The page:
Today as part of The Sense of Touch Blog Tour hosted by Pump Up Your Book, I have a review to share with you all. The Sense of Touch is a collection of short stories by Ron Parsons about transformation, finding yourself, and hope. In the eight short stories we see the lives and experiences of a range of people, with each story offering the characters and the readers something to take away with them. The book is available as a paperback or as an ebook so check it out!
Old friends uncomfortably reunited and lovers who cling to their distance from one another; disappearing fathers, fiercely loving grandfathers, and strangers who pass through and radically change lives…These are among the characters who populate the rugged Midwestern landscapes of the mesmerizing fiction world of Ron Parsons. In his debut collection, THE SENSE OF TOUCH (Aqueous Books; May 1, 2013), Parsons captures people of various ages in the act of searching for meaning and connection and themselves. Firmly set in South Dakota, Minnesota, and Michigan, the lush but often brutally cold heartland of America, the eight stories explore universal themes–loneliness, betrayal, transformation, hope–in fresh, sometimes fanciful, sometimes comical, sometimes jarring, and always moving and memorable ways.
About the Author
RON PARSONS is a writer living in Sioux Falls. Born in Michigan and raised in South Dakota, he was inspired to begin writing fiction in Minneapolis while attending the University of Minnesota. His short stories have appeared in many literary magazines and venues, including The Gettysburg Review, Indiana Review, Storyville App, The Briar Cliff Review, Flyway, and The Onion. His debut collection of stories, THE SENSE OF TOUCH, was released by Aqueous Books in 2013.
Note: I was given a copy of this book to review
The Sense of Touch is a collection of short stories that capture the lives and the landscape of the Midwest. The stories in the collection are all different, but in some ways they are all the same. They all tell stories about men and women and their lives, however extraordinary or otherwise. They show that the lives of the seemingly ordinary can be complex, that they can be both mundane and filled with passion or excitement at the same time.
What occurs in these stories shows that the seemingly ordinary can be quite extraordinary not just for the people involved, but for the reader as well. Parson is quite skilled at lulling you into a story only to turn it on its head. And while this does not occur in every story, or even in an obvious way, you never know when one will happen. It is a sudden turn you were not predicting in the story, and the style in which Parsons introduces is clever, sneaking it upon you, or casually throwing in a sentence in among a seemingly ordinary paragraph. A line, a word, a piece of dialogue can change everything and leave you questioning what has happened or shocked and engrossed in the change or new piece of information.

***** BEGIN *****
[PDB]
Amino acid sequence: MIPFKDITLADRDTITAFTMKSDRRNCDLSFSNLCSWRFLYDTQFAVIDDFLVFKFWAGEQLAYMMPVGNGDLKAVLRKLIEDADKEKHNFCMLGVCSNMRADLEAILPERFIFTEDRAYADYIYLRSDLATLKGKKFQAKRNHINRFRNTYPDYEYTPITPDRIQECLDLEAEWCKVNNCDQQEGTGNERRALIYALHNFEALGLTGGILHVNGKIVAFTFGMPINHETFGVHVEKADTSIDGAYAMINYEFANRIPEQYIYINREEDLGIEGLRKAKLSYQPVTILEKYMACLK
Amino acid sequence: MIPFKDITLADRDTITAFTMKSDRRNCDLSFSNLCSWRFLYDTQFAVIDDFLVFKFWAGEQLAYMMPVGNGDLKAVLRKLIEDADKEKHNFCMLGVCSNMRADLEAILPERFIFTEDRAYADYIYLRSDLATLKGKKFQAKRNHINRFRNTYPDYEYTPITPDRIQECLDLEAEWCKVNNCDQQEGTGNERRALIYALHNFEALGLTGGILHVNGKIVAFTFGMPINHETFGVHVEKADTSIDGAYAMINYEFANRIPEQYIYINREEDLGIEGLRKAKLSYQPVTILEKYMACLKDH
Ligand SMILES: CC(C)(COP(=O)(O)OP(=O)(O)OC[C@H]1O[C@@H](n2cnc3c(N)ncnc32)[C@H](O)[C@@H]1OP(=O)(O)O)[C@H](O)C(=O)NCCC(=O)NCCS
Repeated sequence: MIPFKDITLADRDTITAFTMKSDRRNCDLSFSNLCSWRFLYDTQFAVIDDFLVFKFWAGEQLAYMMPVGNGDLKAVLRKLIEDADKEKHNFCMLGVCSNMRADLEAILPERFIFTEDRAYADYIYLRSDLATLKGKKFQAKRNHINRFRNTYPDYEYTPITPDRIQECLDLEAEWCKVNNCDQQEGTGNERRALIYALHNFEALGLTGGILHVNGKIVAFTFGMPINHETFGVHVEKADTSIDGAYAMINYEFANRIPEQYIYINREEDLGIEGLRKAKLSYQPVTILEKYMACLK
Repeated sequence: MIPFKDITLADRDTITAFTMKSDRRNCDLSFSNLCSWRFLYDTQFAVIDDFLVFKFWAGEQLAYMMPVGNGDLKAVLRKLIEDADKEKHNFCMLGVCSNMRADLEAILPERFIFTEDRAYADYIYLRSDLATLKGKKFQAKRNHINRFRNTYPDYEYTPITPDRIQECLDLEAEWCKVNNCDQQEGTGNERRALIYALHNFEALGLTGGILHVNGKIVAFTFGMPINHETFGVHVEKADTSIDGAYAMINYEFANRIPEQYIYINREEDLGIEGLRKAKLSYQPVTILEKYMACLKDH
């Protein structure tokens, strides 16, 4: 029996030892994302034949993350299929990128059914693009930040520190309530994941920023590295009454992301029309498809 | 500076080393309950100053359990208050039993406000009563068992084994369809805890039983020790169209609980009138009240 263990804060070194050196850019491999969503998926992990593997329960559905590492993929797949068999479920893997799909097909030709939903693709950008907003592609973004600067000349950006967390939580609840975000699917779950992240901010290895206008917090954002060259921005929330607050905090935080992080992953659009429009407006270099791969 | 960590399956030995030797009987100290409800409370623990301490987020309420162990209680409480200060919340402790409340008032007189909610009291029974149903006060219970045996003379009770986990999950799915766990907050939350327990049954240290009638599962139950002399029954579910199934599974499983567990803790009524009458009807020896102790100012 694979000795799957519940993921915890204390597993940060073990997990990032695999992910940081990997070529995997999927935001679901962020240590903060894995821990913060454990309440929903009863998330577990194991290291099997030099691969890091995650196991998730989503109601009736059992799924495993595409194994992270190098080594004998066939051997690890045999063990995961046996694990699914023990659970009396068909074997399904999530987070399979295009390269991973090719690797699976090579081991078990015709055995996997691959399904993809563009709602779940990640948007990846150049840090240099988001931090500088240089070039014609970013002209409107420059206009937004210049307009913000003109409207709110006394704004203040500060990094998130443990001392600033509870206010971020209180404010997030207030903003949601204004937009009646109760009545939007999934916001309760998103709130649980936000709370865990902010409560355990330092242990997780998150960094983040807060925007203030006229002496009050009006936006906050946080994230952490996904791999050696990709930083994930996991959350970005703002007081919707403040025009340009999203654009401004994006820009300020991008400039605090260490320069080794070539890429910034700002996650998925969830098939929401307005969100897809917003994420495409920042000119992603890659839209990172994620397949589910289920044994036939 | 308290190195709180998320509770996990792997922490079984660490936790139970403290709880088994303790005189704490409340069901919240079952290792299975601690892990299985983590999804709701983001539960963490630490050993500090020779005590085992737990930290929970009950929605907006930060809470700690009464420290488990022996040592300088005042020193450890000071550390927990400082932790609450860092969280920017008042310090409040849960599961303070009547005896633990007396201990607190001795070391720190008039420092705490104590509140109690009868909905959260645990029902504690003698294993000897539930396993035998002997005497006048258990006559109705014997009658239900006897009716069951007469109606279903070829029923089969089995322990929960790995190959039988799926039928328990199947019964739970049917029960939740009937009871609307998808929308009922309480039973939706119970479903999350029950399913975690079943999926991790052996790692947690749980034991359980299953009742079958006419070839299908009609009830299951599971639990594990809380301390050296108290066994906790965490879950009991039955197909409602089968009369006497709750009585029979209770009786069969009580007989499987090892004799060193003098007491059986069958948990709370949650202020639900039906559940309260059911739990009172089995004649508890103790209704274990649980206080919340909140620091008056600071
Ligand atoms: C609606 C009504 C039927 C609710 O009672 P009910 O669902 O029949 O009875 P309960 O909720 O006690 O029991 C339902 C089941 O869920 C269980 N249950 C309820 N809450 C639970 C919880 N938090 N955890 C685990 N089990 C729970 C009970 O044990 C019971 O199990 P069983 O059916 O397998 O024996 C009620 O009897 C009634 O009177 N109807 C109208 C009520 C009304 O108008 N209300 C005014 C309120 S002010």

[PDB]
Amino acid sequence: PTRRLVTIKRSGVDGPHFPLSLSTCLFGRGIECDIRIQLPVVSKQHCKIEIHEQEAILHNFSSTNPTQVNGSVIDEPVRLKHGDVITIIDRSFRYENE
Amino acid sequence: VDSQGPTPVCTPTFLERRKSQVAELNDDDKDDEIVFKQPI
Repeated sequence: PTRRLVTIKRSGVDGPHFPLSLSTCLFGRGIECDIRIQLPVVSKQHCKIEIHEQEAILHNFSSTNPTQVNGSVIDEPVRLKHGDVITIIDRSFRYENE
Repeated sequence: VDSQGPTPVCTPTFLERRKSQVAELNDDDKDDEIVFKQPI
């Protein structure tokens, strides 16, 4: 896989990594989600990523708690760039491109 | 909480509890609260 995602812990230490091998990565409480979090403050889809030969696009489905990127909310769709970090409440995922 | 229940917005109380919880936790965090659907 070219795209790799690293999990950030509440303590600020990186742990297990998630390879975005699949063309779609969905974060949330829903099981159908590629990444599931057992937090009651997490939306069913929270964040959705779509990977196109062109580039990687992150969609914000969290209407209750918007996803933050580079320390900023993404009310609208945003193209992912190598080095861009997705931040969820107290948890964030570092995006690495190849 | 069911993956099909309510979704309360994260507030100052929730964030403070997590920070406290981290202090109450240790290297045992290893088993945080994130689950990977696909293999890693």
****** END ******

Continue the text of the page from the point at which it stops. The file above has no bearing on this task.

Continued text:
Short stories have the ability to capture an entire life in a short space, whether that entire lifetime is covered or not. How people are portrayed in short stories reveal so much about them as people, about the relationships they are in, they are quite skilled and powerful at telling you an entire story while not telling us an entire story. Parsons does this well, the lives of the everyday are captured and highlighted, in the remarkable and unremarkable, in the public eye and in the intimate. The characters in this collection bring their own essence to their story, whether it is the contemplations of man’s life with his grandfather, a woman trying to find herself in the city, or a man reigniting a friendship with a school friend.
What was interesting about this collection is that there are not always conclusions or final answers about things. The open ended nature of the stories isn’t unsatisfying though; there is a sense of completeness where you do not need to know any more. You understand the characters will either continue on as they are, no sign of change, or there are heart-warming moments that make you realise they are going to be ok, even after all they’ve told you. A few unanswered questions allow the readers to make up their own minds, and even those with hints at conclusions still allow you the same opportunity.
With a total of eight stories making up this collection Parsons’ gives us people who could be anybody and who in some way can be related to by everybody. The absurd stories are beautiful and engaging, while offering an insight into the lives and mind of others, with a touch of the unspoken, and certainly one of lasting impression.